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How to cook quails eggs

March 16, 2015

How to cook quails eggs - mycustardpie.com“How many?” Adil the farmer asks me. Actually he might just have gestured; his English and my Arabic are on a par. At 1 aed each (about 20 pence) I can afford to buy lots. He starts to count the dainty, speckled eggs into a plastic bag cushioned with strips of paper. The lady at my elbow asks “what do you do with them?”. This is part of the pleasure of shopping at the Farmers’ Market on the Terrace, the chatting, the friendly camaraderie, the exchange of information about food with people of many backgrounds and cultures.

My first ever quail egg could have tasted quite ordinary but I was won over by their stylish presentation at a party where the food was by fashionable London caterers ‘The Admiral Crichton’ in the private garden in a London square. The eggs nestled on straw in a wicker basket, some peeled, some still in their bluish, mottled shells. We’d been warned by our MD that the first cocktail would be very strong to relax our clients and get the party started with a bang. Food seemed sensible and these were immensely moreish. I was a lifelong fan from that moment.

My girls loved snacking on them when they were little – the perfect toddler fare – and their nimble fingers soon picked off the papery peel. As an easy starter to take to a friend’s house (who is wheat-intolerant) this weekend they were ideal. I arranged them on a white linen napkin inside a basket with a shot glass full of celery salt for dipping. Quails eggs can be used in any way you’d use chicken eggs but it’s nice to make the most of their Lilliputian size:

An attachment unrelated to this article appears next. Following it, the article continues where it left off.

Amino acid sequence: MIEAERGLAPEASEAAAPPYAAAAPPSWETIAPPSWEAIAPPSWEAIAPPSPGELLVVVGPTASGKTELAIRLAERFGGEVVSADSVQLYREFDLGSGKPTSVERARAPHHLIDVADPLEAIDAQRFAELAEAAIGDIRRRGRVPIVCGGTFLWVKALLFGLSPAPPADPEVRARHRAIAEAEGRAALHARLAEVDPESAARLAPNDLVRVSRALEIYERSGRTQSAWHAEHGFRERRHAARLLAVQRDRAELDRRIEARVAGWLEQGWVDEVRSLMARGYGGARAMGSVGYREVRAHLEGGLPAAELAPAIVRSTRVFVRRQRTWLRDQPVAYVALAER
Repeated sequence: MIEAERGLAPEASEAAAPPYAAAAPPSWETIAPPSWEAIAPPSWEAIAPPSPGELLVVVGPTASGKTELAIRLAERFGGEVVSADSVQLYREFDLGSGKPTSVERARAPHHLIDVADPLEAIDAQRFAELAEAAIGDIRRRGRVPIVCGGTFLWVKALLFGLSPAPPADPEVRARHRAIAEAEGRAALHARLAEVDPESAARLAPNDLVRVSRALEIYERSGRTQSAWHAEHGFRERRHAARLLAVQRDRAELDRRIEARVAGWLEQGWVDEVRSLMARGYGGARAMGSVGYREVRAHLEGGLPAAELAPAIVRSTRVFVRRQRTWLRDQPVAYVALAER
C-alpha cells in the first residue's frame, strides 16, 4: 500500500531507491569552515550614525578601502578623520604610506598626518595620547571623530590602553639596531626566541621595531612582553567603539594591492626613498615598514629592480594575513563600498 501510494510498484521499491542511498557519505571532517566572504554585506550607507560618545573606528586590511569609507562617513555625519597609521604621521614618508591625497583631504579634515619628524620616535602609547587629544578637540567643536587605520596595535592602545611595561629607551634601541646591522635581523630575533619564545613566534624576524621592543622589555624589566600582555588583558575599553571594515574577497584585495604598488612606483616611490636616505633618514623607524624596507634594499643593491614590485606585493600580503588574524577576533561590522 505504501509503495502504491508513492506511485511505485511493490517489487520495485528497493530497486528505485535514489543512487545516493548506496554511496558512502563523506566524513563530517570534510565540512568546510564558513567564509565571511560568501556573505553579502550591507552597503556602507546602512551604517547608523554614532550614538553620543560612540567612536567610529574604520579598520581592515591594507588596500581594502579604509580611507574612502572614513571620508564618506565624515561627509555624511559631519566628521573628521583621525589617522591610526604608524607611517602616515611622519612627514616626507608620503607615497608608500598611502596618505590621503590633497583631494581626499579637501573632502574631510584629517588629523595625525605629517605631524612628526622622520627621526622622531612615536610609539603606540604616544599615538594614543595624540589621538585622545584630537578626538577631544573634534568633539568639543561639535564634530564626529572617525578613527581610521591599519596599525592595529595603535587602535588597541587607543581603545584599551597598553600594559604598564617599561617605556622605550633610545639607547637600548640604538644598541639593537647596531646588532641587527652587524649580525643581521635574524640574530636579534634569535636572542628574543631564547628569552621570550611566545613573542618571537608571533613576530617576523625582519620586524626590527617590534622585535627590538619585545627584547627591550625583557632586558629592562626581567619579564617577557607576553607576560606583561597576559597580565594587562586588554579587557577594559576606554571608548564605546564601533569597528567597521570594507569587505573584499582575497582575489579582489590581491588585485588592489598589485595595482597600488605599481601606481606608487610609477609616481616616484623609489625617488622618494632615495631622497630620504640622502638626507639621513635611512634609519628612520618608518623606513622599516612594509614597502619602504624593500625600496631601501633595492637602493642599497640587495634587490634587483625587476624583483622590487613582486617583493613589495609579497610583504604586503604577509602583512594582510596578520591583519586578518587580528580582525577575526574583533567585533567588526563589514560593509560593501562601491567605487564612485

How to cook quails eggs - mycustardpie.com

Hard boiled quails eggs

Place the eggs in a small saucepan and cover with cold water. Place over a medium heat. Time for 2 1/2 minutes after they come to the boil and then drain and plunge immediately into lots of cold water.

Serving ideas: Peel and use in salads, dipped into celery salt, or with home-made mayonnaise. If you have a lot of patience you could make miniature Scotch eggs (thanks Kavey). Or pickle them.

Fried quails eggs

It’s quite hard to crack a quail egg without breaking the yolk. I peel off the end of the shell then pinch the membrane to break it. You can pour the egg out of the shell quite easily then. Otherwise carefully saw off the end with a serrated knife. Lightly grease a small non-stick frying pan and place over a low to medium heat. Slide the eggs gently onto the pan and cover with a lid (or large plate). Check after a minute (glass lids are great) and once the white is set firm, gently lift out with a fish slice.

Serving ideas: with shoe-string fries; on thin slices of toasted baguette with a sliver of crispy bacon or chorizo; or on rye bread rounds on small slices of smoked salmon.

Poached quails eggs

Gently crack your eggs as above onto a flat plate. Bring a small frying pan of water to a gently shimmer and slide the eggs into the water very carefully.  Keep the water at a temperature so it hardly bubbles. Remove the quails eggs when the whites are set. If using later plunge them into a bowl of iced water and reheat in simmering water for 30 seconds.